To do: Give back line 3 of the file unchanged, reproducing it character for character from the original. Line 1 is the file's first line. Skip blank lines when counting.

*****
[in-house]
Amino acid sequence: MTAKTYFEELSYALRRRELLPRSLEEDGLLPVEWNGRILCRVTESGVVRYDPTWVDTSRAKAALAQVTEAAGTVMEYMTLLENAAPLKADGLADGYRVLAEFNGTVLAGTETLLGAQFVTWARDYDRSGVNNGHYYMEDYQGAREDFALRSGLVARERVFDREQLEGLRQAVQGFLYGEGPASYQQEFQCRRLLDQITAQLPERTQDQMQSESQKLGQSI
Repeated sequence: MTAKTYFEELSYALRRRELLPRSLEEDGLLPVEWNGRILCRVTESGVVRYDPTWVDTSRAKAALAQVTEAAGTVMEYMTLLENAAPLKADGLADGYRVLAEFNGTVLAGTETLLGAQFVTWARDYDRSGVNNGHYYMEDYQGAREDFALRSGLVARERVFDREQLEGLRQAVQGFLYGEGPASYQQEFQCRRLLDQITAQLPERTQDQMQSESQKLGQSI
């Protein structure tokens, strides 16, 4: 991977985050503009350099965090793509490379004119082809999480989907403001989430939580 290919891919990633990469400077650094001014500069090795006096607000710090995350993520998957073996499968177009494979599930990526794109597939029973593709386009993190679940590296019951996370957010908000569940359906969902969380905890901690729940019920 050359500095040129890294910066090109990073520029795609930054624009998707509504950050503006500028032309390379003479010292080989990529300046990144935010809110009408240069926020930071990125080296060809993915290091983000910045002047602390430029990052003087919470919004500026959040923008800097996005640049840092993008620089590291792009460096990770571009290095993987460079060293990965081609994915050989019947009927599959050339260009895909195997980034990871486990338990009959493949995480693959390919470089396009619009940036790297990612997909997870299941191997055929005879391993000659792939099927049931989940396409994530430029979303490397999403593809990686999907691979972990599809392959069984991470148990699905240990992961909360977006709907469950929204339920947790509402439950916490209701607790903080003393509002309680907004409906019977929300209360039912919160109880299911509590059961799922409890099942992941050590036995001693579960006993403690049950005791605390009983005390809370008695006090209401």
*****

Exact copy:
Repeated sequence: MTAKTYFEELSYALRRRELLPRSLEEDGLLPVEWNGRILCRVTESGVVRYDPTWVDTSRAKAALAQVTEAAGTVMEYMTLLENAAPLKADGLADGYRVLAEFNGTVLAGTETLLGAQFVTWARDYDRSGVNNGHYYMEDYQGAREDFALRSGLVARERVFDREQLEGLRQAVQGFLYGEGPASYQQEFQCRRLLDQITAQLPERTQDQMQSESQKLGQSI